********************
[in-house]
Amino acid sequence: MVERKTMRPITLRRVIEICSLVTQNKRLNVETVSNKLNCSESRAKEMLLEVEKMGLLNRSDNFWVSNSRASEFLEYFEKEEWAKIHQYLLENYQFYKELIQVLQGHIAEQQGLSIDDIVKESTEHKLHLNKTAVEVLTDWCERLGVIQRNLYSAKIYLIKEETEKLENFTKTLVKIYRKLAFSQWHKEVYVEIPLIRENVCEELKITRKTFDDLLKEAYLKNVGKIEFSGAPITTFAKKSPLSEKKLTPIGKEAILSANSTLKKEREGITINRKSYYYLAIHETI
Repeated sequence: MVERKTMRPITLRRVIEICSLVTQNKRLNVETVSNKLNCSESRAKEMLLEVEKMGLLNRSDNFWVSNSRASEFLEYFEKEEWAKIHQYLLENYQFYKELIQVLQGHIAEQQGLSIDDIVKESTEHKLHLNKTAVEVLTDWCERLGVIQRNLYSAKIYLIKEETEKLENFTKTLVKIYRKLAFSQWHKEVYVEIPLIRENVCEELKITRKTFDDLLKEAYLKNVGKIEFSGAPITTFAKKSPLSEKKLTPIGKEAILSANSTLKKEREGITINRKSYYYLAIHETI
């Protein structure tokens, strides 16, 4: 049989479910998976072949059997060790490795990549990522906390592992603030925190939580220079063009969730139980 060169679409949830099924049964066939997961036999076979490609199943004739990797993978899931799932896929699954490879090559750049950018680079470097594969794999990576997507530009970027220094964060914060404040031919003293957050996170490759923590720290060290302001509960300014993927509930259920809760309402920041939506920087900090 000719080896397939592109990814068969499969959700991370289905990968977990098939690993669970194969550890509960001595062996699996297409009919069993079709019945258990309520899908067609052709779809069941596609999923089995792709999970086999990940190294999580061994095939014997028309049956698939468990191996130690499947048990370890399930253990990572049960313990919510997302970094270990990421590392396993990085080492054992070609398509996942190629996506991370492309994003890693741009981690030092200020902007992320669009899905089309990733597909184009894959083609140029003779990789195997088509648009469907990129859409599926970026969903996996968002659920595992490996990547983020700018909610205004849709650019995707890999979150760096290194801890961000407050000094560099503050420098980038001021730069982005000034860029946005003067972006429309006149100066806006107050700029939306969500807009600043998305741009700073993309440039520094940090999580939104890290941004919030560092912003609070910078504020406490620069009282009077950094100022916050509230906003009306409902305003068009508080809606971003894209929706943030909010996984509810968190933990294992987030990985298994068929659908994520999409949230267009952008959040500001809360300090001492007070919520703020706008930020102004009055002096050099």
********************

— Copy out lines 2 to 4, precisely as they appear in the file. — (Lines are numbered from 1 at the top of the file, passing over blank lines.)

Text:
Amino acid sequence: MVERKTMRPITLRRVIEICSLVTQNKRLNVETVSNKLNCSESRAKEMLLEVEKMGLLNRSDNFWVSNSRASEFLEYFEKEEWAKIHQYLLENYQFYKELIQVLQGHIAEQQGLSIDDIVKESTEHKLHLNKTAVEVLTDWCERLGVIQRNLYSAKIYLIKEETEKLENFTKTLVKIYRKLAFSQWHKEVYVEIPLIRENVCEELKITRKTFDDLLKEAYLKNVGKIEFSGAPITTFAKKSPLSEKKLTPIGKEAILSANSTLKKEREGITINRKSYYYLAIHETI
Repeated sequence: MVERKTMRPITLRRVIEICSLVTQNKRLNVETVSNKLNCSESRAKEMLLEVEKMGLLNRSDNFWVSNSRASEFLEYFEKEEWAKIHQYLLENYQFYKELIQVLQGHIAEQQGLSIDDIVKESTEHKLHLNKTAVEVLTDWCERLGVIQRNLYSAKIYLIKEETEKLENFTKTLVKIYRKLAFSQWHKEVYVEIPLIRENVCEELKITRKTFDDLLKEAYLKNVGKIEFSGAPITTFAKKSPLSEKKLTPIGKEAILSANSTLKKEREGITINRKSYYYLAIHETI
């Protein structure tokens, strides 16, 4: 049989479910998976072949059997060790490795990549990522906390592992603030925190939580220079063009969730139980 060169679409949830099924049964066939997961036999076979490609199943004739990797993978899931799932896929699954490879090559750049950018680079470097594969794999990576997507530009970027220094964060914060404040031919003293957050996170490759923590720290060290302001509960300014993927509930259920809760309402920041939506920087900090 000719080896397939592109990814068969499969959700991370289905990968977990098939690993669970194969550890509960001595062996699996297409009919069993079709019945258990309520899908067609052709779809069941596609999923089995792709999970086999990940190294999580061994095939014997028309049956698939468990191996130690499947048990370890399930253990990572049960313990919510997302970094270990990421590392396993990085080492054992070609398509996942190629996506991370492309994003890693741009981690030092200020902007992320669009899905089309990733597909184009894959083609140029003779990789195997088509648009469907990129859409599926970026969903996996968002659920595992490996990547983020700018909610205004849709650019995707890999979150760096290194801890961000407050000094560099503050420098980038001021730069982005000034860029946005003067972006429309006149100066806006107050700029939306969500807009600043998305741009700073993309440039520094940090999580939104890290941004919030560092912003609070910078504020406490620069009282009077950094100022916050509230906003009306409902305003068009508080809606971003894209929706943030909010996984509810968190933990294992987030990985298994068929659908994520999409949230267009952008959040500001809360300090001492007070919520703020706008930020102004009055002096050099």